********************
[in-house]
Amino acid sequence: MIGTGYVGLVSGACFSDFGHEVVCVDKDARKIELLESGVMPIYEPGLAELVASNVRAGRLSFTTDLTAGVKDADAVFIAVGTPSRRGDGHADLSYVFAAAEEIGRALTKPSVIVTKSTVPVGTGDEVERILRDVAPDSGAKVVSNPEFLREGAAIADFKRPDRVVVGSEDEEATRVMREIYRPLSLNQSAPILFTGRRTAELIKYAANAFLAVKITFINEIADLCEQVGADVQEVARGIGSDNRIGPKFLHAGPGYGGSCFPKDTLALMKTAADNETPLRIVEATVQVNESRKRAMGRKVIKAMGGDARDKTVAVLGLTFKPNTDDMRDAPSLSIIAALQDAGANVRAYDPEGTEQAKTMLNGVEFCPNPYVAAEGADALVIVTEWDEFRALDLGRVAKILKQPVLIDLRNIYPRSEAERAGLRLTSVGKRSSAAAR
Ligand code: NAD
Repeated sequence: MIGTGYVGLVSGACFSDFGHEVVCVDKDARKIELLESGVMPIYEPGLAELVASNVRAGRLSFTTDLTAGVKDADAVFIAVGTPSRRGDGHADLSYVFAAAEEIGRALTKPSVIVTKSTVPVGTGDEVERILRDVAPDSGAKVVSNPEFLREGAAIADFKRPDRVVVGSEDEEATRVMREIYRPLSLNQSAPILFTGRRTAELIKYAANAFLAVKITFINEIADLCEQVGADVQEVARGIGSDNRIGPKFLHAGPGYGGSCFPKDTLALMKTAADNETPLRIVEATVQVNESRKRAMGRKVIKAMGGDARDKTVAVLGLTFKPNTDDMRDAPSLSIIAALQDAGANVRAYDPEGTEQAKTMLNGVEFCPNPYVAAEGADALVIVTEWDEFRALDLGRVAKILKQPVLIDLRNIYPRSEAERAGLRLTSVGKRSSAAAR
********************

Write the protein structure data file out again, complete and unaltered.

[in-house]
Amino acid sequence: MIGTGYVGLVSGACFSDFGHEVVCVDKDARKIELLESGVMPIYEPGLAELVASNVRAGRLSFTTDLTAGVKDADAVFIAVGTPSRRGDGHADLSYVFAAAEEIGRALTKPSVIVTKSTVPVGTGDEVERILRDVAPDSGAKVVSNPEFLREGAAIADFKRPDRVVVGSEDEEATRVMREIYRPLSLNQSAPILFTGRRTAELIKYAANAFLAVKITFINEIADLCEQVGADVQEVARGIGSDNRIGPKFLHAGPGYGGSCFPKDTLALMKTAADNETPLRIVEATVQVNESRKRAMGRKVIKAMGGDARDKTVAVLGLTFKPNTDDMRDAPSLSIIAALQDAGANVRAYDPEGTEQAKTMLNGVEFCPNPYVAAEGADALVIVTEWDEFRALDLGRVAKILKQPVLIDLRNIYPRSEAERAGLRLTSVGKRSSAAAR
Ligand code: NAD
Repeated sequence: MIGTGYVGLVSGACFSDFGHEVVCVDKDARKIELLESGVMPIYEPGLAELVASNVRAGRLSFTTDLTAGVKDADAVFIAVGTPSRRGDGHADLSYVFAAAEEIGRALTKPSVIVTKSTVPVGTGDEVERILRDVAPDSGAKVVSNPEFLREGAAIADFKRPDRVVVGSEDEEATRVMREIYRPLSLNQSAPILFTGRRTAELIKYAANAFLAVKITFINEIADLCEQVGADVQEVARGIGSDNRIGPKFLHAGPGYGGSCFPKDTLALMKTAADNETPLRIVEATVQVNESRKRAMGRKVIKAMGGDARDKTVAVLGLTFKPNTDDMRDAPSLSIIAALQDAGANVRAYDPEGTEQAKTMLNGVEFCPNPYVAAEGADALVIVTEWDEFRALDLGRVAKILKQPVLIDLRNIYPRSEAERAGLRLTSVGKRSSAAAR